Thursday, July 7, 2016

Reflections of #ISTE2016

A few weeks ago I was fortunate enough to attend and present at the ISTE Conference in Denver (thank you Westlake Academy!). Over 14,000 people involved in education attended this conference. While at first this was VERY overwhelming (trying to choose which lectures and speakers I wanted to hear), I found being surrounded by like-minded educators and technologists like a slice of home!

I led a poster session with my fellow ADE's Dr. Layne Morsch and Maggie Mabery called "Lights, Camera, Science Action!," a session on student authored videos in science middle school through higher education. (See our poster session documents here). I really enjoyed leading and visiting many of the poster sessions. These sessions are scheduled within a two-hour window. As you visit, you can stay for as long as you like at a table to hear about a particular topic and ask as many questions as you want. I love this style of presenting because it allows you to have personal conversations with others!

By far, the biggest theme that I could hear across the convention center is the need to shift the focus on supporting our students and teachers in this technology driven future. Often, we get wrapped up in the device itself, but forget to consider the why (don't get me wrong, proficiencies are very important for students and teachers!).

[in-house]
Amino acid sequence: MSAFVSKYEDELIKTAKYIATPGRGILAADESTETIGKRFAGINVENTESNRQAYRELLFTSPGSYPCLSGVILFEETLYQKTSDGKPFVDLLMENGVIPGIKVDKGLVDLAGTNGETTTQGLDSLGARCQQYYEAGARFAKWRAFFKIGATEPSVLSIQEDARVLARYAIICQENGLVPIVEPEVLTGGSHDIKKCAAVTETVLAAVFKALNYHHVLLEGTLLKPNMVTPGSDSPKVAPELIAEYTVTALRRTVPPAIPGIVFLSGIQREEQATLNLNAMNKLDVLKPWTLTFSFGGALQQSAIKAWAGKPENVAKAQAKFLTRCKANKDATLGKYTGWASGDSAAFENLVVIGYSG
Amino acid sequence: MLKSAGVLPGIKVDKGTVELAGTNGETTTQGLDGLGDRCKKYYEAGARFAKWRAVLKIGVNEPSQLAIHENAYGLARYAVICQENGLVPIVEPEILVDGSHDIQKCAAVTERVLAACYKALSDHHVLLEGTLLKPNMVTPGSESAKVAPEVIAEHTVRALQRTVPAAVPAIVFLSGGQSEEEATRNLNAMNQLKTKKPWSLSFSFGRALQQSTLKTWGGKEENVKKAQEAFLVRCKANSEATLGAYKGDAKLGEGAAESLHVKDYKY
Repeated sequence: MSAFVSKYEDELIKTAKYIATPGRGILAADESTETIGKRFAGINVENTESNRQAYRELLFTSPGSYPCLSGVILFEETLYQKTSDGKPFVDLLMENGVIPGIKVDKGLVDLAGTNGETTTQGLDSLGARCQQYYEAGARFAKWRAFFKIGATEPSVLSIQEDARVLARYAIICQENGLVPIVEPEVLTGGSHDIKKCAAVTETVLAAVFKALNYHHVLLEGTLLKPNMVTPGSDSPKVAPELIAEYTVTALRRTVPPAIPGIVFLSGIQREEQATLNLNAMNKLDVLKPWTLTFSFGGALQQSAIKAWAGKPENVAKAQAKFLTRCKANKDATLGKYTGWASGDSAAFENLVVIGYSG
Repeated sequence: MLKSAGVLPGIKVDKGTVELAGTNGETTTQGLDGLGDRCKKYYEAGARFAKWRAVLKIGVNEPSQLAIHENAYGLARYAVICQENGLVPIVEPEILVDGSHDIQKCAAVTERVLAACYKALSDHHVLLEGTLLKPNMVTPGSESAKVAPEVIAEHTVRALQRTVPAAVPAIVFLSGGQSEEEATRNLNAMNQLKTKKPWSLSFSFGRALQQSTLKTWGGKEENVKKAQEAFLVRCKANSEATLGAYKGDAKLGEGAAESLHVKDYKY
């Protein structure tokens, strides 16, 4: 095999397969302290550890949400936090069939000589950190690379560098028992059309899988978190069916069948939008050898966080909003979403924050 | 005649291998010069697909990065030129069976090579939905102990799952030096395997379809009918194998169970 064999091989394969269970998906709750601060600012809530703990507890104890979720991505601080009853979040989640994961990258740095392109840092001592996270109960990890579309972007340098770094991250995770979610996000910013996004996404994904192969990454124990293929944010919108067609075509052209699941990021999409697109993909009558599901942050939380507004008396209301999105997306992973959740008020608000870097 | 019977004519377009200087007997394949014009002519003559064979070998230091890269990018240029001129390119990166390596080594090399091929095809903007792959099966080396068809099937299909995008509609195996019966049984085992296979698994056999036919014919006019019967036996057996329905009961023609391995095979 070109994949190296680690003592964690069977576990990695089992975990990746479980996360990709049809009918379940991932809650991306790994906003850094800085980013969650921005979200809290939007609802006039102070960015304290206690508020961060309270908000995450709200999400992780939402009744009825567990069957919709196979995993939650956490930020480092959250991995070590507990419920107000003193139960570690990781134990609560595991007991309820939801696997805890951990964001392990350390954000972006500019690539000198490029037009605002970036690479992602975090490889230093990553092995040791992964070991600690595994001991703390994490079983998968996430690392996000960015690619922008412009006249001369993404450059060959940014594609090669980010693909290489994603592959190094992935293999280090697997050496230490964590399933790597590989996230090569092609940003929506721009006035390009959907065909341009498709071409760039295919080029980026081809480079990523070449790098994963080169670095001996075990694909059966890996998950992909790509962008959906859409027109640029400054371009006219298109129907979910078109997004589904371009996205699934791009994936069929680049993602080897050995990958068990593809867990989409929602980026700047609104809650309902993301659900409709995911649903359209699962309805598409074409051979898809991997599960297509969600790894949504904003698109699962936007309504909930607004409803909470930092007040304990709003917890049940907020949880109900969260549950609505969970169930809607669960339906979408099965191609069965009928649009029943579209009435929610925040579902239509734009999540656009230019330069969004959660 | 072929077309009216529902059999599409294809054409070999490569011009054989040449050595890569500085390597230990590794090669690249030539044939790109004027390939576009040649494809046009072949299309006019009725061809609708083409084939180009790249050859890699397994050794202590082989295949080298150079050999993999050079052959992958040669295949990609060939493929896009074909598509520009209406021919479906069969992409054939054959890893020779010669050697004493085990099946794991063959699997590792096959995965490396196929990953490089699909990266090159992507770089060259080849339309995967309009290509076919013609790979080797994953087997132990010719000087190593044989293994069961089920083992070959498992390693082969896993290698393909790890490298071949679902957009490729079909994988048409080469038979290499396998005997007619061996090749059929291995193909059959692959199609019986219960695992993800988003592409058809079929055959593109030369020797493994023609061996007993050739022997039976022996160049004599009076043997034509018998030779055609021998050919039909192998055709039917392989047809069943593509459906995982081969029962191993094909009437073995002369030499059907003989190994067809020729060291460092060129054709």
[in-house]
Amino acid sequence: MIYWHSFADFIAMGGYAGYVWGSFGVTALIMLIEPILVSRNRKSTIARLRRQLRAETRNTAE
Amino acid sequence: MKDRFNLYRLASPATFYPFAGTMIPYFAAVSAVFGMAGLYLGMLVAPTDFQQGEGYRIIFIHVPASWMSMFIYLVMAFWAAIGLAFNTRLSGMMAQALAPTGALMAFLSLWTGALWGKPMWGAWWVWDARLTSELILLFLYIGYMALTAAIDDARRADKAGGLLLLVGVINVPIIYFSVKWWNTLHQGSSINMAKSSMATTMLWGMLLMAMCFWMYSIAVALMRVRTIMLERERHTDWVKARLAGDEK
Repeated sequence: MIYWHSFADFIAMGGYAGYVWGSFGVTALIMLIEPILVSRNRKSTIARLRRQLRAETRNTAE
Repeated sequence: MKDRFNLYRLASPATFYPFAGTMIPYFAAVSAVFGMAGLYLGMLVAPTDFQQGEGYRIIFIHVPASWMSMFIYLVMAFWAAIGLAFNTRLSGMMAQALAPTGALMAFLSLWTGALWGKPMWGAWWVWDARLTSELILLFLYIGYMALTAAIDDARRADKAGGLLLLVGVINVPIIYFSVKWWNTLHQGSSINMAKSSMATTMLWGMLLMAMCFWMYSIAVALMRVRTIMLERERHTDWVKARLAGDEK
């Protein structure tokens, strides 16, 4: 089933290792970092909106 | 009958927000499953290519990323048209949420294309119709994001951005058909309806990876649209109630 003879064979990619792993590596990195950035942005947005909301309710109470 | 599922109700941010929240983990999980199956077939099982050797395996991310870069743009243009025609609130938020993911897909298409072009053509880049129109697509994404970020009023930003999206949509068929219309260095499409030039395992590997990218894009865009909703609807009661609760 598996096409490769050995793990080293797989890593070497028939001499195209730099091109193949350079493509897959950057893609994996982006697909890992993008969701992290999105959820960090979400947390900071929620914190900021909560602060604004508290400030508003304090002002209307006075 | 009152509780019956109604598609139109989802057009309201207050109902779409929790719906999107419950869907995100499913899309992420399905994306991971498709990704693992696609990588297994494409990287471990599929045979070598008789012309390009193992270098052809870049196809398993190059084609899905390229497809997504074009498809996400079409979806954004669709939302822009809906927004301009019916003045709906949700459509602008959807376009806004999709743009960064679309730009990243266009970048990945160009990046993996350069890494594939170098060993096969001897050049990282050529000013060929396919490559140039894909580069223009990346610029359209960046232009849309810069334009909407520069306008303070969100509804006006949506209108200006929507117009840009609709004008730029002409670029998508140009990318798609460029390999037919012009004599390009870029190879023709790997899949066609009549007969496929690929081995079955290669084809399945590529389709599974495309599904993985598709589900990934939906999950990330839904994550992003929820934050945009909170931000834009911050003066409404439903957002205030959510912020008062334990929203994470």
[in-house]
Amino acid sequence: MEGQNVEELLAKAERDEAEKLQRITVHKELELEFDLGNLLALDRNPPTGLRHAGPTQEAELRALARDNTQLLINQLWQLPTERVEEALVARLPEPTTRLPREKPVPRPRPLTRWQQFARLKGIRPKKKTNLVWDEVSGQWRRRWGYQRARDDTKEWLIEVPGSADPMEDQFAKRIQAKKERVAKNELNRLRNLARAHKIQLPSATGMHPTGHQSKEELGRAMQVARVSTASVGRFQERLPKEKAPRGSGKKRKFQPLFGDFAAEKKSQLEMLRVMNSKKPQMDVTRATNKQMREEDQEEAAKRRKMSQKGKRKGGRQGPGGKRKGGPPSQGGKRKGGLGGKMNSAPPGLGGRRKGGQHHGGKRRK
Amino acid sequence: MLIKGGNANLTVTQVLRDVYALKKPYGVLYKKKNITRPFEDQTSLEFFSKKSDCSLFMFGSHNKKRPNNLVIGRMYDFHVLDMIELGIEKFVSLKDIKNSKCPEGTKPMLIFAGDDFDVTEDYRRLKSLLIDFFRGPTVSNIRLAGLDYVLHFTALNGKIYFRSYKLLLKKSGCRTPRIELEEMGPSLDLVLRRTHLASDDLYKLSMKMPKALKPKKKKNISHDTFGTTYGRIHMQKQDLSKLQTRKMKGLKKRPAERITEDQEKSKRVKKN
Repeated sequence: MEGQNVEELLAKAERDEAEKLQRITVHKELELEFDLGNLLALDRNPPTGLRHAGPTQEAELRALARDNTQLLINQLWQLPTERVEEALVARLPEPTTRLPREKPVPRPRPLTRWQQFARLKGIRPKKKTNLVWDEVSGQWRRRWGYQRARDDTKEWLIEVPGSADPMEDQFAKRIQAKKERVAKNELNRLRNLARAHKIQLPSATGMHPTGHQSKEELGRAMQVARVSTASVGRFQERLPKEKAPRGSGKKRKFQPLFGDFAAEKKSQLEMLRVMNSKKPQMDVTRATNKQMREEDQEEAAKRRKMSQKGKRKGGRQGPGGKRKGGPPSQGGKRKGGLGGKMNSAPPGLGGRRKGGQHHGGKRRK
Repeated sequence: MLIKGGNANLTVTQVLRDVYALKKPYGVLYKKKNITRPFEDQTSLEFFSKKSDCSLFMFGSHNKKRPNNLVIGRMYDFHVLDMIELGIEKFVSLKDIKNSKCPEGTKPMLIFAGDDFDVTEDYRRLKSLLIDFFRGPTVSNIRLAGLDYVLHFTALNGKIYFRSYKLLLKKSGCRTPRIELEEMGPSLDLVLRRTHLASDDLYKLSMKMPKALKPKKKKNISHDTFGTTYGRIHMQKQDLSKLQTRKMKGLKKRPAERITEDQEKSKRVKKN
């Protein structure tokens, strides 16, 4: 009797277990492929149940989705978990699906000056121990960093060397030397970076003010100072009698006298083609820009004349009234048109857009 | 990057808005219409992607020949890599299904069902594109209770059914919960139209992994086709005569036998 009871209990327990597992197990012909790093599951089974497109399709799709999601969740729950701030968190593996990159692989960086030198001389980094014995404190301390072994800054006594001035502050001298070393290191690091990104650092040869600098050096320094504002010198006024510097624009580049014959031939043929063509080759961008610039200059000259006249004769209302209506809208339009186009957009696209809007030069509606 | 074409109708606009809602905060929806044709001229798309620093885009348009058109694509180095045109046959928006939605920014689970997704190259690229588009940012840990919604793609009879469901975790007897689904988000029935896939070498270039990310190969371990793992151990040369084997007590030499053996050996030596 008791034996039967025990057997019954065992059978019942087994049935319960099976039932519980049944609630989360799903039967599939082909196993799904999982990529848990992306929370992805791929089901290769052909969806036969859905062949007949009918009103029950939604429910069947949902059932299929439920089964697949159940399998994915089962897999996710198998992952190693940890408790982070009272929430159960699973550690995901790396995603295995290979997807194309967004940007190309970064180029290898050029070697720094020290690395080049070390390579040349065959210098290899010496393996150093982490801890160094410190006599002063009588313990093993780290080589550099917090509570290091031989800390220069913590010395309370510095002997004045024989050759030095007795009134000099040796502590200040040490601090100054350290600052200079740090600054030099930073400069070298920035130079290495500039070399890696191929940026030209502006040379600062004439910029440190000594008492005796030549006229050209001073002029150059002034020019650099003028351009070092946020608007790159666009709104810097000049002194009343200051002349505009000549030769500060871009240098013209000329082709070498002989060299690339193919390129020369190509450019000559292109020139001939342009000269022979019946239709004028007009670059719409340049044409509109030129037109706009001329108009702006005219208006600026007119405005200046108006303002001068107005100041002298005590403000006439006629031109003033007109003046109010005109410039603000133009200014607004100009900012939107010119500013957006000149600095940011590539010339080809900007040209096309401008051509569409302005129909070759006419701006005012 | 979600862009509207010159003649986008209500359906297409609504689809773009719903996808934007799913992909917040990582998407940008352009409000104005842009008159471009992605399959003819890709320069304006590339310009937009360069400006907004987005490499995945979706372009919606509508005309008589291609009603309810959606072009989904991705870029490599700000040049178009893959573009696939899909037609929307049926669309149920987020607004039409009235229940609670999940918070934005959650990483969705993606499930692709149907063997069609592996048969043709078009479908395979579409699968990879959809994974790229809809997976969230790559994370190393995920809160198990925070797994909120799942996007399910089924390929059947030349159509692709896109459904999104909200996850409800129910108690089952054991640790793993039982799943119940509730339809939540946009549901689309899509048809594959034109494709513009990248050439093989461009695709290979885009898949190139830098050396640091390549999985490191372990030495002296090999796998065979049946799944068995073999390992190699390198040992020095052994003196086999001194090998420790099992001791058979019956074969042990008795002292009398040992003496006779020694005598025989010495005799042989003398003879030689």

A few great talks along this theme were:

  • Genius Bar: Promoting Student Leadership
    • Alicia Johal and Mari Venturino have really developed an amazing club to help students develop as leaders and teachers develop as learners in their technology skills. Utilizing iTunes U, their student club has become a support system for teachers and students to navigate their devices. Their program is inspiring and a needed support for so many 1:1 initiatives!
  • ITPD3 In Action
    • Dr. Cynthia Vavasseur has developed a professional development model that provides technology and lesson design support to teachers by using a 3 tiered system:
      • Determine what level of adoption you have in your staff on a given topic (novice, advanced, etc).
      • Provide teachers choices of technology use on that given topic. 
      • Provide professional development-teachers are split into 3 groups (depending on level of adoption) as one technology leader (often teachers) leads a group. Professional development has a pre-PD, face to face, and post PD component.
        • Pre-PD: a how-to piece that prepares the teacher for the face-to-face PD.
        • Face-to-face-teachers break into their appropriate group with a leader that guides the teachers through the skill by mentoring and guiding teachers through something they are currently working on in class.
        • Post-PD: The leaders of each group curate all of the work the teachers have done and post it somewhere public for other teachers to use as a tool.
    • WAY COOL!
Lastly, I was fortunate to start the conference by hearing from Rushton Hurley, of Next Vista, on his session called "Fostering Success for Students and Teachers." The crazy thing is, in his session, our focus was not on technology in the classroom. We discussed barriers to success of students and teachers within the school. His session moved me to think about what I bring to the table for my school and my students. Rushton challenged us to go beyond what we "need" to get done and to look at our communication, how often we dream with our students and co-workers, and to identify the barriers to student success. We create the environment for success of our students, and we need to celebrate that frequently. 

Cheers to a great ISTE conference!

No comments:

Post a Comment